How can we bridge the gap between the vehicle and its occupant(s)? As expectations of the future vehicle experience move from driving to riding, the focus is increasingly on the occupant and what everyone is going to do with their newfound free time.
When looking at the foundation of the word ‘occupant’ the definition reads, “a person who resides or is present in a house, vehicle, seat, or place, at a given time.” The interesting element here is “at a given time.” The key aspect of given time could be entirely omitted, and we’d still accept the definition, but truly understanding a user’s given time is critical to building meaningful experiences for future autonomous vehicle occupants.
Product opportunities are rooted in understanding how much time a consumer is given. Even if carefully designed experiences are presented to a user, if the effort it takes to engage in that activity doesn’t perfectly align with the user’s mental time equation for the moment they are in, they often will just pass on the experience.
If given 15, 30, or 45 minutes of free time, what would you do with it? Given 15 minutes we most often will just kill it on our phones. Given 30 minutes though, maybe get into some project work, invest in yourself by reading, or stream a show. Given 45 minutes though, now you really need to do something productive; get a workout in, sleep, practice playing an instrument, etc.
When constructing meaningful future autonomous solutions within a given time, within a given space, there are four key filters to designing desirable occupant experiences.
Own versus Rent
Whether in an owned space or rented space, user experiences are filtered through different emotional equations. People are comfortable in their vehicle they spend time in every day. How comfortable are people doing the things we are expecting them to do in a shared space? How easily can they bring things with them? If an ideal activity requires them to bring something along, and can be left in their own parked autonomous vehicles, it’s doable. But if they need to bring it with them throughout the day and multiple ride-share rides, they’ll probably pass on it.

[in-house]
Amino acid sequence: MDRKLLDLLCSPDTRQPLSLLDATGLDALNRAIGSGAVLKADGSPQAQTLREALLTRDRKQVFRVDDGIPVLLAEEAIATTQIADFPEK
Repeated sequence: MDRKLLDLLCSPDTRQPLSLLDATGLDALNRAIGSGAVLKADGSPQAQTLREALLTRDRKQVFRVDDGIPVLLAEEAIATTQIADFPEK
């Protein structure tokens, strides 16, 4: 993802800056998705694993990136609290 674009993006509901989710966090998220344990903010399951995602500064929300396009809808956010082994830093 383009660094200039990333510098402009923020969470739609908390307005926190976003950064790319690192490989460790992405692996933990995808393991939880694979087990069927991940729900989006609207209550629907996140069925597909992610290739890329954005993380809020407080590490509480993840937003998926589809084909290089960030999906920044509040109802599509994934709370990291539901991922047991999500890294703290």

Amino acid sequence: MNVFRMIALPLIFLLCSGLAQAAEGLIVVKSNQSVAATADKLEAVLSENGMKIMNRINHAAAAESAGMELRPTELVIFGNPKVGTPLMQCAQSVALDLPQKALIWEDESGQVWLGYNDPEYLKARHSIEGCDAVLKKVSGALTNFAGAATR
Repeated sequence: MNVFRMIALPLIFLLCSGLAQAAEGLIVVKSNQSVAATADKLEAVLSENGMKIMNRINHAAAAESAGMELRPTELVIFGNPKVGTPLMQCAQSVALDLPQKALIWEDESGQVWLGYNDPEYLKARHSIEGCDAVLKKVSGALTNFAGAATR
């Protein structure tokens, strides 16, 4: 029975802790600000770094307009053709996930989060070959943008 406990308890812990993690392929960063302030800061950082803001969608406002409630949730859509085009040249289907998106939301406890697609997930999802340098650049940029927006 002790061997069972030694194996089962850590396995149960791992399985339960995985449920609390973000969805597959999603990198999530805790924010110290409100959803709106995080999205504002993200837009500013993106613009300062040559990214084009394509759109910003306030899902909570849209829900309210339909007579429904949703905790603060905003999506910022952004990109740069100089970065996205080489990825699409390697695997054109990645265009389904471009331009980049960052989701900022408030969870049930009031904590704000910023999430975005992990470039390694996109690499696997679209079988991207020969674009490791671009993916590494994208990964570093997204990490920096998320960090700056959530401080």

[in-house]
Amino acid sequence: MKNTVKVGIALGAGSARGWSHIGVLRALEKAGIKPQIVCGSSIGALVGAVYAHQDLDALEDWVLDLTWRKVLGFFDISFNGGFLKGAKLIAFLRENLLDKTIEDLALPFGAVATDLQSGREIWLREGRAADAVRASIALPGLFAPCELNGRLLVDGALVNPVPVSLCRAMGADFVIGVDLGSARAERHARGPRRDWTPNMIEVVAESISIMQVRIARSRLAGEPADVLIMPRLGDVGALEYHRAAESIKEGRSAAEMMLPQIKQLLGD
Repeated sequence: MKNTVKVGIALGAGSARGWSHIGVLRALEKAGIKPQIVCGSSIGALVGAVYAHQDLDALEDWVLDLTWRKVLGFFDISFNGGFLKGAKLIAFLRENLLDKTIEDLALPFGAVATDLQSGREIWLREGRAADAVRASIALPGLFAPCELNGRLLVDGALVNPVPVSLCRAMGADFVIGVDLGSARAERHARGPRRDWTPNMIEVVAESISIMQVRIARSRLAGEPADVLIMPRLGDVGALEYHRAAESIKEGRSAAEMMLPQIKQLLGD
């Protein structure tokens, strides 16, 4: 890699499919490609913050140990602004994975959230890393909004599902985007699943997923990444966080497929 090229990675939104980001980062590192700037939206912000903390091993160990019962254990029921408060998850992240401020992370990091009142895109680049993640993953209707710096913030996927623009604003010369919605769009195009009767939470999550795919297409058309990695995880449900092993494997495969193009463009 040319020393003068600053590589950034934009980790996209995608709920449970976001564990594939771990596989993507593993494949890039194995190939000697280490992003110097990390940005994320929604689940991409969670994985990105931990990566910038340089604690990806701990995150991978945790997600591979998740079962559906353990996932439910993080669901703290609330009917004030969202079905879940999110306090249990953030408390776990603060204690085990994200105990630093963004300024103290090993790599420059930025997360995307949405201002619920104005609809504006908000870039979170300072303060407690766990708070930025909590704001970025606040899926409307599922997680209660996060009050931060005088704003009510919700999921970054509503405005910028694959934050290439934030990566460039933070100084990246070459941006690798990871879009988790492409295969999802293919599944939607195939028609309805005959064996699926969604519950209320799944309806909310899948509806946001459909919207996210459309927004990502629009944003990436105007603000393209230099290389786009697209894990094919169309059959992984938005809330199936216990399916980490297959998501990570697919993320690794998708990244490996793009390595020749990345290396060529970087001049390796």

Public versus Private
Are you designing an experience for someone alone, or with others? Are we asking them to work, sleep, shop, or eat alone, or with others? We all act differently when strangers are around. In time, we let down our walls, but look at any comparable model like mass transit or airplanes; almost everyone resorts to the confinement of their mobile devices regardless of the time they have, out of respect to not bother others, or out of insecurity to not be judged doing something bothersome themselves.
Waiting versus Doing
At all times, we are all either waiting or doing. Both scenarios need to be designed for. What we need to focus on as innovators depends on the length of time our consumer has. The task of driving is the current “doing” paradigm. As we allow the driver to transition away from that task, the question is now, “What are they ‘doing’ as an occupant with their given time?” Users are confined to the vehicle’s spatial dimensions, and the opportunity to do something beyond their mobile device is in the hands of the innovators offering frictionless experiences that fit into their daily scenarios.
Still Versus Moving
What can you do in a moving environment? What can’t you do in a moving environment? We must consider the vast amounts of people who limit their activities in a vehicle purely out of the negative effects of motion. This is a huge opportunity for innovation in areas such as suspensions, seats, HMI, displays and smart glass.
Is there potentially a new mobility time equation on the horizon? What if we changed the perspective from the most valued factor being how fast we get somewhere, to how enjoyable it was to get there? The average commute in America is 24 minutes one-way, but what if your favorite show is 30 minutes? Who wants to end their ride-share trip with 6 minutes of a show left to finish? Most people feel more satisfied with structured predictable time managed blocks in their day anyway. Sometimes your commute is 24 minutes, but sometimes it’s 32. What if you could extend the commute time when ordering a ride and make it a more valuable experience – actually choosing to go slower to have a more satisfying trip and plan valuable time.
How are you bridging the gap between the vehicle and its occupants …and their given time?
What’s your unique offering to the consumer experience?
Define how you are addressing this 4-part equation with a compelling, meaningful solution.
Manager – Design + Innovation Strategy
David Byron, Manager of Design and Innovation Strategy, has design experience ranging from supercars to hand tools. His passion for cars led him to Detroit where he graduated from the College for Creative Studies. He spent his early career focused on the automotive world where he was lead designer on many vehicles such as the Saleen S5S Raptor supercar. At Sundberg-Ferar David has led design projects from visual brand language development to multiple design innovation strategy projects focusing on human centric needs that inform and guide insightful design solutions.